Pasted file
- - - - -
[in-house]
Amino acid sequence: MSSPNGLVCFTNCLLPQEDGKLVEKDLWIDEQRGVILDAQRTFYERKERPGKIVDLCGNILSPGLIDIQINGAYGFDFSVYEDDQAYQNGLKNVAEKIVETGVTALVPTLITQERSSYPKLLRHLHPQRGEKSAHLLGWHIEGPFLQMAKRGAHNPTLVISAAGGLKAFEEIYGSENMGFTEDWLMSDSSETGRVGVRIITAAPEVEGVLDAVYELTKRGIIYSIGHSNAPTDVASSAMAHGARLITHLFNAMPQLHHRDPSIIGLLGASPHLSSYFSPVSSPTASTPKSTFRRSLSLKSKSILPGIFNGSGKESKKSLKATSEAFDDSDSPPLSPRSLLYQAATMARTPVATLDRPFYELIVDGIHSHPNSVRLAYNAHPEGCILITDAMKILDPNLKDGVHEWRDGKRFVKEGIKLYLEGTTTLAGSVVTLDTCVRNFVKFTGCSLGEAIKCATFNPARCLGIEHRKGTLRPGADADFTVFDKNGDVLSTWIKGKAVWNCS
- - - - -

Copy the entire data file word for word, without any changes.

[in-house]
Amino acid sequence: MSSPNGLVCFTNCLLPQEDGKLVEKDLWIDEQRGVILDAQRTFYERKERPGKIVDLCGNILSPGLIDIQINGAYGFDFSVYEDDQAYQNGLKNVAEKIVETGVTALVPTLITQERSSYPKLLRHLHPQRGEKSAHLLGWHIEGPFLQMAKRGAHNPTLVISAAGGLKAFEEIYGSENMGFTEDWLMSDSSETGRVGVRIITAAPEVEGVLDAVYELTKRGIIYSIGHSNAPTDVASSAMAHGARLITHLFNAMPQLHHRDPSIIGLLGASPHLSSYFSPVSSPTASTPKSTFRRSLSLKSKSILPGIFNGSGKESKKSLKATSEAFDDSDSPPLSPRSLLYQAATMARTPVATLDRPFYELIVDGIHSHPNSVRLAYNAHPEGCILITDAMKILDPNLKDGVHEWRDGKRFVKEGIKLYLEGTTTLAGSVVTLDTCVRNFVKFTGCSLGEAIKCATFNPARCLGIEHRKGTLRPGADADFTVFDKNGDVLSTWIKGKAVWNCS